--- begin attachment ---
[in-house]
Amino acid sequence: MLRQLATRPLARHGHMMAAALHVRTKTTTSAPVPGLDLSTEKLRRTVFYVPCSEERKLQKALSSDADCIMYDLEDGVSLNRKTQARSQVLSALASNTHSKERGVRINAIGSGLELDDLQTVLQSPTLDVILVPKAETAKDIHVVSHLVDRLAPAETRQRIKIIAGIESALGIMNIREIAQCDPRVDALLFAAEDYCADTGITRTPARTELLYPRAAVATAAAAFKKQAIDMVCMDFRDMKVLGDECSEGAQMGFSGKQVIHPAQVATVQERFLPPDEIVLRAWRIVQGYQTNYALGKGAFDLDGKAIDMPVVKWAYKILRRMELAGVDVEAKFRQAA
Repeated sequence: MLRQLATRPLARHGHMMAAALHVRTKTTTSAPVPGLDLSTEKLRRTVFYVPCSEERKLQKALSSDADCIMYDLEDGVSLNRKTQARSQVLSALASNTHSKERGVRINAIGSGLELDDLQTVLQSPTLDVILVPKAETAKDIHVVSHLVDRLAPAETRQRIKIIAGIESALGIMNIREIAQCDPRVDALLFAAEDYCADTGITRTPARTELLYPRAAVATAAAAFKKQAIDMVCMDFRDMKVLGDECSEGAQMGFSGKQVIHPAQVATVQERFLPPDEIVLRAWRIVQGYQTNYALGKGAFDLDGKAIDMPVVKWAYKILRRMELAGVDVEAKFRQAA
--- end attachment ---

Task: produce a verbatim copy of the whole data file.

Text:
[in-house]
Amino acid sequence: MLRQLATRPLARHGHMMAAALHVRTKTTTSAPVPGLDLSTEKLRRTVFYVPCSEERKLQKALSSDADCIMYDLEDGVSLNRKTQARSQVLSALASNTHSKERGVRINAIGSGLELDDLQTVLQSPTLDVILVPKAETAKDIHVVSHLVDRLAPAETRQRIKIIAGIESALGIMNIREIAQCDPRVDALLFAAEDYCADTGITRTPARTELLYPRAAVATAAAAFKKQAIDMVCMDFRDMKVLGDECSEGAQMGFSGKQVIHPAQVATVQERFLPPDEIVLRAWRIVQGYQTNYALGKGAFDLDGKAIDMPVVKWAYKILRRMELAGVDVEAKFRQAA
Repeated sequence: MLRQLATRPLARHGHMMAAALHVRTKTTTSAPVPGLDLSTEKLRRTVFYVPCSEERKLQKALSSDADCIMYDLEDGVSLNRKTQARSQVLSALASNTHSKERGVRINAIGSGLELDDLQTVLQSPTLDVILVPKAETAKDIHVVSHLVDRLAPAETRQRIKIIAGIESALGIMNIREIAQCDPRVDALLFAAEDYCADTGITRTPARTELLYPRAAVATAAAAFKKQAIDMVCMDFRDMKVLGDECSEGAQMGFSGKQVIHPAQVATVQERFLPPDEIVLRAWRIVQGYQTNYALGKGAFDLDGKAIDMPVVKWAYKILRRMELAGVDVEAKFRQAA